1879: An iron railway bridge over Scotland’s River Tay collapses in a severe storm as a passenger train rolls across. The train plunges into the roiling river, killing everyone on board.
The lattice-girder bridge, designed by highly regarded railway engineer Sir Thomas Bouch, crossed the Firth of Tay between Dundee and Leuchars. It was built on the cheap, which turned out to be a hallmark (and a selling point) of Bouch’s work. The North British Railway, which commissioned the 2-mile-long bridge, was hewing to a tight budget, and Bouch was considered a master of the form.
Since buying prefabricated sections from established foundries was out of the question, the resourceful Bouch used iron produced in his own hastily constructed foundry. The quality was poor and the casting uneven. Additionally, Bouch didn’t bother calculating wind loads, even after altering his original design to include girders longer than 200 feet.
The underlying shoddiness, however, was lost in the sheer magnitude of the project. Former U.S. President Ulysses S. Grant visited Scotland to admire this feat of engineering.
The bridge opened June 1, 1878, to great fanfare: Queen Victoria took a ride across the mammoth structure not long after opening day, and Bouch was knighted for his efforts. The euphoria didn’t last long.
Even by Caledonian standards, the storm that hit the night of Dec. 28, 1879, was a rough one. The winds were so severe that the high tower at Kilchurn Castle on Loch Awe also fell, and hundreds of Scots had the roofs torn off their homes.
As the train thundered across the Tay, the high girders at the span’s midpoint gave way, sending the six-car train and the entire central section of the bridge crashing into the river. Based on the passenger manifest, it was determined that 75 people were on board. Fewer than 50 bodies were recovered, and there were no survivors. Well, there was one: The locomotive was later fished from the Tay and, after a refitting, returned to service. It became known to the railwaymen, ghoulishly and unofficially, as “The Diver.”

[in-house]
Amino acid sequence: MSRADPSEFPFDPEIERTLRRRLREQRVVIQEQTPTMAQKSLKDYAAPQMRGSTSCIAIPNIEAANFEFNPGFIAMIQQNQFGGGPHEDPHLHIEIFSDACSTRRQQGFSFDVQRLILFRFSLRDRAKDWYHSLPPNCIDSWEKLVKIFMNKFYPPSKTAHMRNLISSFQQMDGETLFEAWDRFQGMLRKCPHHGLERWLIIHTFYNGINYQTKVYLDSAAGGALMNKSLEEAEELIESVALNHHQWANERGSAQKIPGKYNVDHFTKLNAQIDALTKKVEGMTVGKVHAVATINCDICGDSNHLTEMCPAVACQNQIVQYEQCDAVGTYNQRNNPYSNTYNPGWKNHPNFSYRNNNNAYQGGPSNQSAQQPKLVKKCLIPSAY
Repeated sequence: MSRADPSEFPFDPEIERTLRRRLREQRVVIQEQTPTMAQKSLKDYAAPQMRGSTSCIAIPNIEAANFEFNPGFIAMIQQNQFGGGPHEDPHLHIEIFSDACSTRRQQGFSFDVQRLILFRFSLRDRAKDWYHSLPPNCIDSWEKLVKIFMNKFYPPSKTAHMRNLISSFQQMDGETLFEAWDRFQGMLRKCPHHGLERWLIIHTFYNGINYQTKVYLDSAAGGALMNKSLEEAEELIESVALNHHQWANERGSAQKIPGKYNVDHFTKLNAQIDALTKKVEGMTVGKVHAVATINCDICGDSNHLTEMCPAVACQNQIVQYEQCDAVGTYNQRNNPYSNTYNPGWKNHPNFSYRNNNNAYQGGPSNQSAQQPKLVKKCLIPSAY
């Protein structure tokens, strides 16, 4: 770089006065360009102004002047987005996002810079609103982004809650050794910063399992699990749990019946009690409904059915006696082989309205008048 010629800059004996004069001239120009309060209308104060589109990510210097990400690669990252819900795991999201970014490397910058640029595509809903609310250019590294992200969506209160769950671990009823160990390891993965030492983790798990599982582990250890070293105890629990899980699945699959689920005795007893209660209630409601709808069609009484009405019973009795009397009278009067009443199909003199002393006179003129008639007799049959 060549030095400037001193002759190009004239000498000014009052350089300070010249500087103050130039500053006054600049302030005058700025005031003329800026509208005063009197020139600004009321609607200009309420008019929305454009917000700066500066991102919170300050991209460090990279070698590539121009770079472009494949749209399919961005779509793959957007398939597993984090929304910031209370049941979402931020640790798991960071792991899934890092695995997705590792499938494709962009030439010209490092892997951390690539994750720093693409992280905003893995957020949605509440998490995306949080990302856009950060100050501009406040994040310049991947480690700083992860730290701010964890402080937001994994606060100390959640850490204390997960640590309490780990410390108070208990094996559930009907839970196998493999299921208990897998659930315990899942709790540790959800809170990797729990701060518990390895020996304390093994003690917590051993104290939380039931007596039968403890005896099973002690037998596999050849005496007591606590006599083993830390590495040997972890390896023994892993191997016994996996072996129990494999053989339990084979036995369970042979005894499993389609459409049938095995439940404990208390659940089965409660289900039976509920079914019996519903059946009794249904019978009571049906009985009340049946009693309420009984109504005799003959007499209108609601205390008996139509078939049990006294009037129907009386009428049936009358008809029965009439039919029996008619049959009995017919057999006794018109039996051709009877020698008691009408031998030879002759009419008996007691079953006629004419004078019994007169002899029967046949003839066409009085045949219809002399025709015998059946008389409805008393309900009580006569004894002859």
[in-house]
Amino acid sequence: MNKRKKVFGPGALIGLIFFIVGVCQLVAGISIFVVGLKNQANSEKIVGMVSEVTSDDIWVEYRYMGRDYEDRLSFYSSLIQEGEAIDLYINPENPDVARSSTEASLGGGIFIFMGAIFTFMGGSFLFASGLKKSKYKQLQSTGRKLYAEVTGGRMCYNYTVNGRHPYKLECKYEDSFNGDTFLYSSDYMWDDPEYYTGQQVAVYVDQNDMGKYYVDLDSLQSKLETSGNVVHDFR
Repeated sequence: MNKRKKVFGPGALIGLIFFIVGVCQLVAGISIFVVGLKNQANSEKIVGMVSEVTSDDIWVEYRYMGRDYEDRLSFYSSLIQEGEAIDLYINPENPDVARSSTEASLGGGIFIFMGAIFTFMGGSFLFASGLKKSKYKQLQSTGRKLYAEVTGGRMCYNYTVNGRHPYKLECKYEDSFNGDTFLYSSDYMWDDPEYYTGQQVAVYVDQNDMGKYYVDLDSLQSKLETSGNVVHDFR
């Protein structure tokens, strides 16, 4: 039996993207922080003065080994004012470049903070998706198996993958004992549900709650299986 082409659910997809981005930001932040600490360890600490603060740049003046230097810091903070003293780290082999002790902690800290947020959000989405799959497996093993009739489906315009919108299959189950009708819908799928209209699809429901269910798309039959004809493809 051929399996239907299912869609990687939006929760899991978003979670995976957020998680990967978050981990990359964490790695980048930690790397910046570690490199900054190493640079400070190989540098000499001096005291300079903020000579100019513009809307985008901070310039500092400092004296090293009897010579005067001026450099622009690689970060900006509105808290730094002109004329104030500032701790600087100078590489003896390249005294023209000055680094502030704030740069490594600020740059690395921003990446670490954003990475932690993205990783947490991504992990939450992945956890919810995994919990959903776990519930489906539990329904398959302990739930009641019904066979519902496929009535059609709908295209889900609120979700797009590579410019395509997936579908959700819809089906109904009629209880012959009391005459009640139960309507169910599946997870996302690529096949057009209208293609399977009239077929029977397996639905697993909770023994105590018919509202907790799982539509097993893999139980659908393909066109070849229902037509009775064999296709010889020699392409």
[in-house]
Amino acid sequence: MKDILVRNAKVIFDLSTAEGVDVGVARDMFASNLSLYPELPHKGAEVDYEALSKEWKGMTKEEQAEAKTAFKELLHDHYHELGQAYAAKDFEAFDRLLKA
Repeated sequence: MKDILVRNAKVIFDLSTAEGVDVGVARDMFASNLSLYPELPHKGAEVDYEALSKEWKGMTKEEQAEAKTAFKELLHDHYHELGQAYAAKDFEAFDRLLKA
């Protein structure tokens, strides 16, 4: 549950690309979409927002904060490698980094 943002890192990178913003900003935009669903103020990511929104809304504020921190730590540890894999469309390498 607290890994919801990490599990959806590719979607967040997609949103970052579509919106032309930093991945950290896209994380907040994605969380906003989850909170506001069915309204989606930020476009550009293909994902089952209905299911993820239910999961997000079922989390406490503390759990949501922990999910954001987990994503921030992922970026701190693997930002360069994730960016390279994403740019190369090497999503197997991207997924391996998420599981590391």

The official inquiry into the disaster destroyed Bouch’s professional reputation, concluding that the bridge was “badly designed, badly built and badly maintained, and that its downfall was due to inherent defects in the structure, which must sooner or later have brought it down.”
The final verdict: “For these defects … Sir Thomas Bouch is, in our opinion, mainly to blame. For the faults of design he is entirely responsible.” Disgraced, Bouch retired to the spa town of Moffat and died within the year.
A second bridge was built across the Tay and opened in 1887, just to the west of the original. That one is still standing.
There was a final indignity to bear, however. William Topaz McGonagall, a Dundee bard occasionally described as the worst poet in British history, was inspired to pen “The Tay Bridge Disaster.” Yikes!
Photo: The new Tay Rail Bridge replaced the poorly built original. It stands next to the piers of the old bridge.